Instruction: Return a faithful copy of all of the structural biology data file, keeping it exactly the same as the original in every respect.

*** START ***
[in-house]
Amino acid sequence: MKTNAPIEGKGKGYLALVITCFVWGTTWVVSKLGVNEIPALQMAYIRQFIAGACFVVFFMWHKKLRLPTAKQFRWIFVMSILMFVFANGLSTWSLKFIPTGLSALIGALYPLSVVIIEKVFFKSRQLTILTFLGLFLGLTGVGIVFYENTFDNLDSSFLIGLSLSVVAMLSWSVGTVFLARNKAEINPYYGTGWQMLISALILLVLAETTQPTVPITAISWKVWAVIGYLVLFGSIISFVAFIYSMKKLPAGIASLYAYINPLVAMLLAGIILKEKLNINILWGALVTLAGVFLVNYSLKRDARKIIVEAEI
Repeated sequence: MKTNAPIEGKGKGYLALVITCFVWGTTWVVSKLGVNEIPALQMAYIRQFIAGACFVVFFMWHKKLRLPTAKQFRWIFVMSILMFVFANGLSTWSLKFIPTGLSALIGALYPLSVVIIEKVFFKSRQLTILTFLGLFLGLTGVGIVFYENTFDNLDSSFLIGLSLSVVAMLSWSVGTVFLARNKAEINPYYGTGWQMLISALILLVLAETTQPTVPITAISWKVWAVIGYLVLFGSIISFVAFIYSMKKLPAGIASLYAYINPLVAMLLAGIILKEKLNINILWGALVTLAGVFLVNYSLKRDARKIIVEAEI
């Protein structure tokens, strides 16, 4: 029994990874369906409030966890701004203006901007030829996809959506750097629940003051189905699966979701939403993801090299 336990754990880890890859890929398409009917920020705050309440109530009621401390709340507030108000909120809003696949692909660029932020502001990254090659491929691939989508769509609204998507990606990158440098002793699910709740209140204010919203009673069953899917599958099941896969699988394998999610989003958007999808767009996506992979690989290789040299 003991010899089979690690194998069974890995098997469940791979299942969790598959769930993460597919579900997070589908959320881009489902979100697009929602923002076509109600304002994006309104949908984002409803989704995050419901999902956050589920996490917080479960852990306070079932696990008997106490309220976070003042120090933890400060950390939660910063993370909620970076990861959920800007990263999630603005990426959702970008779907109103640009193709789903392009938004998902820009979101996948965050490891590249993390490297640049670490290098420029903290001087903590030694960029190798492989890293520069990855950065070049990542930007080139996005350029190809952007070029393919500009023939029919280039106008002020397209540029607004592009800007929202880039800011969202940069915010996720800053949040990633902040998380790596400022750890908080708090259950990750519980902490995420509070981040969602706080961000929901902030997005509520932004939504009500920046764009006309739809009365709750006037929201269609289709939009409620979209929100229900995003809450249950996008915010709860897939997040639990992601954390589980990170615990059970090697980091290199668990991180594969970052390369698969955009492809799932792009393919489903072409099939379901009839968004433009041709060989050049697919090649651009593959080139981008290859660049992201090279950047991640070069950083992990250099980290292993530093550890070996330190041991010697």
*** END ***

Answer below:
[in-house]
Amino acid sequence: MKTNAPIEGKGKGYLALVITCFVWGTTWVVSKLGVNEIPALQMAYIRQFIAGACFVVFFMWHKKLRLPTAKQFRWIFVMSILMFVFANGLSTWSLKFIPTGLSALIGALYPLSVVIIEKVFFKSRQLTILTFLGLFLGLTGVGIVFYENTFDNLDSSFLIGLSLSVVAMLSWSVGTVFLARNKAEINPYYGTGWQMLISALILLVLAETTQPTVPITAISWKVWAVIGYLVLFGSIISFVAFIYSMKKLPAGIASLYAYINPLVAMLLAGIILKEKLNINILWGALVTLAGVFLVNYSLKRDARKIIVEAEI
Repeated sequence: MKTNAPIEGKGKGYLALVITCFVWGTTWVVSKLGVNEIPALQMAYIRQFIAGACFVVFFMWHKKLRLPTAKQFRWIFVMSILMFVFANGLSTWSLKFIPTGLSALIGALYPLSVVIIEKVFFKSRQLTILTFLGLFLGLTGVGIVFYENTFDNLDSSFLIGLSLSVVAMLSWSVGTVFLARNKAEINPYYGTGWQMLISALILLVLAETTQPTVPITAISWKVWAVIGYLVLFGSIISFVAFIYSMKKLPAGIASLYAYINPLVAMLLAGIILKEKLNINILWGALVTLAGVFLVNYSLKRDARKIIVEAEI
């Protein structure tokens, strides 16, 4: 029994990874369906409030966890701004203006901007030829996809959506750097629940003051189905699966979701939403993801090299 336990754990880890890859890929398409009917920020705050309440109530009621401390709340507030108000909120809003696949692909660029932020502001990254090659491929691939989508769509609204998507990606990158440098002793699910709740209140204010919203009673069953899917599958099941896969699988394998999610989003958007999808767009996506992979690989290789040299 003991010899089979690690194998069974890995098997469940791979299942969790598959769930993460597919579900997070589908959320881009489902979100697009929602923002076509109600304002994006309104949908984002409803989704995050419901999902956050589920996490917080479960852990306070079932696990008997106490309220976070003042120090933890400060950390939660910063993370909620970076990861959920800007990263999630603005990426959702970008779907109103640009193709789903392009938004998902820009979101996948965050490891590249993390490297640049670490290098420029903290001087903590030694960029190798492989890293520069990855950065070049990542930007080139996005350029190809952007070029393919500009023939029919280039106008002020397209540029607004592009800007929202880039800011969202940069915010996720800053949040990633902040998380790596400022750890908080708090259950990750519980902490995420509070981040969602706080961000929901902030997005509520932004939504009500920046764009006309739809009365709750006037929201269609289709939009409620979209929100229900995003809450249950996008915010709860897939997040639990992601954390589980990170615990059970090697980091290199668990991180594969970052390369698969955009492809799932792009393919489903072409099939379901009839968004433009041709060989050049697919090649651009593959080139981008290859660049992201090279950047991640070069950083992990250099980290292993530093550890070996330190041991010697």